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Introduction to Kombucha Tea - What is it?

With the assistance of a friend, I’ve begun brewing Kombucha Tea, a fermented tea with many perceived health benefits. It has been consumed for centuries across China, Russia and the surrounding areas. While I’ve now read much on Kombucha, I’ve yet to prepare my own. Hence, I won’t be talking about the brewing process until I’ve done it myself. I will soon begin bottling, where the tea goes through a second fermentation and becomes carbonated within the bottle. Bottling isn't necessary, but seems like it will be a fun thing to do. All of this may seem like putting the cart before the horse, but because of the continuous nature of Kombucha, there is reason to go this route. Nevertheless, as I learn more, I will continue to write more.

The distinguishing factor in brewing Kombucha is the mother, which is required, as is the case with vinegar. More accurately, the mother may be referred to as a SCOBY, meaning Symbiotic Colony of Bacteria and Yeast. And that’s exactly what it is.

Very generally, Kombucha tea is brewed by combining black or green tea with sugar and adding the mother. The mother feeds off of the sugar, turning it into helpful acids and enzymes. It’s VERY simple to make once you have a mother.

This is not entirely foreign to me, as I already consume apple cider vinegar on a daily basis. (I am right now.) This may seem counter-intuitive, but your body processes acid, such as that in cider vinegar and Kombucha, into a basic substance, alkalizing your body. I’ve found on Denice Moffat’s web site, a naturopath from Moscow, Idaho, that the ideal bloodstream pH is 7.2, or slightly alkalized. A healthy body will work to regulate itself to this pH. Unfortunately, many of the foods common in an American diet, such as breads, meat, sugar, tobacco, even beans, rice and oatmeal, all make your body more acidic. An acidic body is highly prone to illness, if it is not already ill. Conversely, diseases do not thrive in an alkaline body. Hence, at minimum, it’s helpful to watch the foods you eat.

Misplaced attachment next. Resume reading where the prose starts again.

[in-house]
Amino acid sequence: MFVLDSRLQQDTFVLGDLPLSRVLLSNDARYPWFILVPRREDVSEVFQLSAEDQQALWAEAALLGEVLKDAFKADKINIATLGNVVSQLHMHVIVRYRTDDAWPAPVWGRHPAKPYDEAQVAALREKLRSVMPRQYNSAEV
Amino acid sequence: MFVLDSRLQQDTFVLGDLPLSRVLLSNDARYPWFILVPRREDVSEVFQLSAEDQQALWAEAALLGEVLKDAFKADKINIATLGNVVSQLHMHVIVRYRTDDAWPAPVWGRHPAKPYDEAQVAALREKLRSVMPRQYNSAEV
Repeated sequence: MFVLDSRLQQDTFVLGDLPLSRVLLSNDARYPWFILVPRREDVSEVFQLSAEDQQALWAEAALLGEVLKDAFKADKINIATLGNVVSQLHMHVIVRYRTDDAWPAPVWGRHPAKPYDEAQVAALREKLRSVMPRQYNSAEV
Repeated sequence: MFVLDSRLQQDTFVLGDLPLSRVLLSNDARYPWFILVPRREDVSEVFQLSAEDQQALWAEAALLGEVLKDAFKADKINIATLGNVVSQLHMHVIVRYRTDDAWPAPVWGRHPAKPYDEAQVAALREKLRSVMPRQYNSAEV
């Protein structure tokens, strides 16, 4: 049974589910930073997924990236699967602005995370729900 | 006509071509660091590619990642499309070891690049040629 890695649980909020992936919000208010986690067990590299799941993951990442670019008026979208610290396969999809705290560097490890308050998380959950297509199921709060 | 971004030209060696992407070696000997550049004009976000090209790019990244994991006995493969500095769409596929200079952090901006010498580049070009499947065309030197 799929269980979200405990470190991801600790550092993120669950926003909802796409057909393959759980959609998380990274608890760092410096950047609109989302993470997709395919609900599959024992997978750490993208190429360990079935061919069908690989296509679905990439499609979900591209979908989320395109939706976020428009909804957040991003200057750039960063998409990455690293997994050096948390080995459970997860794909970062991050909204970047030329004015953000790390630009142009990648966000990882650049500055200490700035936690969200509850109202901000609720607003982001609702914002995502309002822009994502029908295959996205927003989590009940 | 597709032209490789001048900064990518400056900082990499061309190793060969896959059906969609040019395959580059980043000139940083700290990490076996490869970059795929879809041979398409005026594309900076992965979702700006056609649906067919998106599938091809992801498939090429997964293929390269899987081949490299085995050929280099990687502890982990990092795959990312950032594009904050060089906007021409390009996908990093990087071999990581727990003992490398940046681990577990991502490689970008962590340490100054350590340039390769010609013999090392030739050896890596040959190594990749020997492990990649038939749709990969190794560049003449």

You can find all of this information here, as well as foods which help alkalize the body: http://www.naturalhealthtechniques.com/BasicsofHealth/alkalize_your...

Now… for a description of the many helpful acids found in Kombucha.

LACTIC ACID: Found in Kombucha in its most potent form, L-(+)-lactic. Lactic acid is essential for the digestive system.

ACETIC ACID: Its main function is to inhibit harmful bacteria. Acetic acid is used as a preservative because of this action. It is also what gives Kombucha that 'kick' to its smell and taste.

MALIC ACID: Is also used in the body's detoxification process.

OXALIC ACID: Encourages the cellular production of energy and is a natural preservative.

GLUCONIC ACID: Is effective against many yeast infections such as Candida and thrush.

BUTYRIC ACID: Is produced by the yeasts and when working with gluconic acid, might help combat yeast infections such as Candida.

NUCLEIC ACID: Works with the body aiding healthy cell regeneration.